From the acclaimed author of The Rotters' Club and The Closed Circle comes the novel for our strange contemporary times.

Beginning nine years ago on the outskirts of Birmingham, where car factories have been replaced by chain retail, and London, where both frenzied riots and Olympic fever plague the streets, Middle England tracks a brilliantly vivid cast of characters through the transformation of their society.
     There are newlyweds Ian and Sophie, who disagree about England's future and, possibly, their relationship; Doug, the political commentator who writes impassioned columns about austerity from his Chelsea townhouse while his radical, teenage daughter undertakes a relentless quest for universal justice; Benjamin Trotter, who embarks on an apparently doomed new career in middle age, and his father Colin, whose last wish is to vote LEAVE in the Brexit referendum. Through all these lives we see this very tentatively united kingdom itself: a place of nostalgia and delusion, bewilderment and barely suppressed rage.
     As acutely alert to the absurdity of the political classes as it is compassionate about those left behind by elites of all sorts, this is a novel only Jonathan Coe could have written.
“In the three years since the E.U. referendum the only piece of writing I have found to really get under the skin of the mess that Britain is now has been Jonathan Coe’s Brexit novel Middle England. It’s funny, compassionate and completely clearsighted. Sometimes you want to thank an author for writing a certain book, and this is one of those times.” —Nina Stibbe, The New York Times

“The book everyone is talking about.” —The Times (London)
“Brilliant. Read it too fast, finished it too soon.” —Nigella Lawson
“Coe’s writing is as smoothly accomplished as ever. His comic set pieces—funerals, dinners, clown fights—are very funny.” —Sam Leith, The Guardian
“A pertinent, entertaining study of a nation in crisis.” —Rebecca Rose, Financial Times
“A sweeping and very funny state-of-the-nation novel . . . Coe—a writer of uncommon decency—reminds us that the way out of this mess is through moderation, through compromise.” —The Observer
“Coe’s unflagging commitment to recording British life as it really is combines with his sensitive evocation of middle-aged angst, to make this an absorbing homage to things that change and things that stay the same. . . . His affectionately witty attitude to our human foibles is always uplifting, even when the politically divisive subject matter is morbidly depressing.” —Melissa Katsoulis, The Times (London)
“[Coe] far outranks many Booker winners in his talent for characterization and captivating narrative.” —Literary Review
“Brilliantly funny. . . . A compelling state-of-the-nation novel, full of light and shade, which vividly charts modern Britain’s tragicomic slide.” —The Economist
“At times uproarious and always on-the-money, without ever feeling didactic.” —Phoebe Luckhurst, Evening Standard
“Coe is a talented comic novelist and his latest book is full of laughs.” —James Marriott, The Times (London)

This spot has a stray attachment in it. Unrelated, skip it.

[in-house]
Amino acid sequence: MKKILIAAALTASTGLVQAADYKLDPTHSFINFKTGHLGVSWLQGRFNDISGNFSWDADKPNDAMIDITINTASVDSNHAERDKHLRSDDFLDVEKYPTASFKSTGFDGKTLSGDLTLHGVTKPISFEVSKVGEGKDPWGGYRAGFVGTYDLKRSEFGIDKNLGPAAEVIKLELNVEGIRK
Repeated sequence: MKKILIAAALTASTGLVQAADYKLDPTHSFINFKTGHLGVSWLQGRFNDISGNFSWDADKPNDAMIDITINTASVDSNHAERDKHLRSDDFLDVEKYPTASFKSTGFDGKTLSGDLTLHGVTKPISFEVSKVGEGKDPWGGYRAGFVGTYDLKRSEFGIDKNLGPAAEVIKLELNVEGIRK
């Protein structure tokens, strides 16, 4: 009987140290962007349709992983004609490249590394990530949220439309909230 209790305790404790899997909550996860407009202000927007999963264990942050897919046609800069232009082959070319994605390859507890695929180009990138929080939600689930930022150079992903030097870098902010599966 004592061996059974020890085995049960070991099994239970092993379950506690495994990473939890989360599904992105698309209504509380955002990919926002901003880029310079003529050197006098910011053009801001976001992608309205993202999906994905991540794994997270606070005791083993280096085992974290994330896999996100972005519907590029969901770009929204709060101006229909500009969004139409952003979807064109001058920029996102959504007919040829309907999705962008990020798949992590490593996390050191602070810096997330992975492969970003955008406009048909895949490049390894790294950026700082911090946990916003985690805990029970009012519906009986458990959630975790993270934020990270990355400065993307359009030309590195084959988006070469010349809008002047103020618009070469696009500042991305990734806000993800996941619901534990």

“It’s a truism that all literature is political, but in 2018 it felt particularly true. Novels are coming through that explicitly engage with Brexit, most notably Jonathan Coe’s elegiac Middle England.” —Justine Jordan, The Guardian
“Arresting. . . . Saturated in the fraught and sometimes frightening politics of Englishness that found an outlet during the 2016 EU referendum.” —Jonathan Derbyshire, Financial Times
“The first great Brexit novel.” —Sathnam Sanghera
Middle England is extremely funny—and it’s funny in a way that’s cathartic. . . . While Coe doesn’t spare the easier targets . . . he takes aim at nostalgia in all its forms. Including the sort that has helped Coe become one of our pre-eminent comic novelists.” —New Statesman
“A welcome tonic for uncertain times. . . . Coe shows an understanding of [Britain] that goes beyond what most Cabinet ministers can muster. Through characters who span the political spectrum, he subtly builds a picture that exposes the cracks in society—highlighting illogical prejudices and their devastating political effect. He is a master of satire but pokes fun subtly, without ever being cruel, biting or blatant.” —Susannah Butter, Evening Standard
“Millions of words have been and will be written on Brexit but few will get to the heart of why it is happening as incisively as Middle England. . . . Coe is a deft comic writer, probably Britain’s finest.” —The Irish Times
“Timely and timeless. . . . Coe’s singular achievement is the dexterity with which he illustrates the generational conflicts and the nuanced experiences of aging. . . . This plaintive, clarion call is an acerbic, keenly observed satire peppered with the penetrating wit for which Coe is so justly admired.” Bill Kelly, Booklist (starred review)

“Sharply observed, bitingly witty yet emotionally generous. . . . Coe’s marvelous humor is still in evidence, but it’s got a decided edge. . . . With his usual acuity, [he] tells the story of a collective meltdown through its impact on individuals.” —Kirkus Reviews (starred review)
“Excellent. . . . A neat pastiche of the cultural flash points of the past decade, done with humor and empathy. . . . A remarkable portrait of a country at an inflection point.” —Publishers Weekly